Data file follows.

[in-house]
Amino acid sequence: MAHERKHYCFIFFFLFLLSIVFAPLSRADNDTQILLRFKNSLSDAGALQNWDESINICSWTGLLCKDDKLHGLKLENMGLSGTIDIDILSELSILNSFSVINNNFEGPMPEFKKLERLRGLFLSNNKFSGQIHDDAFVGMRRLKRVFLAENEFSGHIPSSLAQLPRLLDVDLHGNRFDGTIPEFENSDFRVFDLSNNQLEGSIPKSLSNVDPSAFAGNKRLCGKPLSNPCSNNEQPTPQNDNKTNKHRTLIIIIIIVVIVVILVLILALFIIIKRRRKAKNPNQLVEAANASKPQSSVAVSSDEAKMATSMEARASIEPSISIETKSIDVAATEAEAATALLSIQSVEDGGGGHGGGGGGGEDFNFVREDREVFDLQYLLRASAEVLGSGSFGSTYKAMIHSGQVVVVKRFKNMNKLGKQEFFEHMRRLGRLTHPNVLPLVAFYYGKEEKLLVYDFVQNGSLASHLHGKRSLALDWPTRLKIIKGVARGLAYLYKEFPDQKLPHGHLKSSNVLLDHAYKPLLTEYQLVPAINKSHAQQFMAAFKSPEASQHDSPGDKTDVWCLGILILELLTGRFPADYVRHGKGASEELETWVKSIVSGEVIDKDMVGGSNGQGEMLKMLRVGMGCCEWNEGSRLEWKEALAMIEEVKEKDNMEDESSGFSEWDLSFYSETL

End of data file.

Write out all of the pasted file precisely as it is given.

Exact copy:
[in-house]
Amino acid sequence: MAHERKHYCFIFFFLFLLSIVFAPLSRADNDTQILLRFKNSLSDAGALQNWDESINICSWTGLLCKDDKLHGLKLENMGLSGTIDIDILSELSILNSFSVINNNFEGPMPEFKKLERLRGLFLSNNKFSGQIHDDAFVGMRRLKRVFLAENEFSGHIPSSLAQLPRLLDVDLHGNRFDGTIPEFENSDFRVFDLSNNQLEGSIPKSLSNVDPSAFAGNKRLCGKPLSNPCSNNEQPTPQNDNKTNKHRTLIIIIIIVVIVVILVLILALFIIIKRRRKAKNPNQLVEAANASKPQSSVAVSSDEAKMATSMEARASIEPSISIETKSIDVAATEAEAATALLSIQSVEDGGGGHGGGGGGGEDFNFVREDREVFDLQYLLRASAEVLGSGSFGSTYKAMIHSGQVVVVKRFKNMNKLGKQEFFEHMRRLGRLTHPNVLPLVAFYYGKEEKLLVYDFVQNGSLASHLHGKRSLALDWPTRLKIIKGVARGLAYLYKEFPDQKLPHGHLKSSNVLLDHAYKPLLTEYQLVPAINKSHAQQFMAAFKSPEASQHDSPGDKTDVWCLGILILELLTGRFPADYVRHGKGASEELETWVKSIVSGEVIDKDMVGGSNGQGEMLKMLRVGMGCCEWNEGSRLEWKEALAMIEEVKEKDNMEDESSGFSEWDLSFYSETL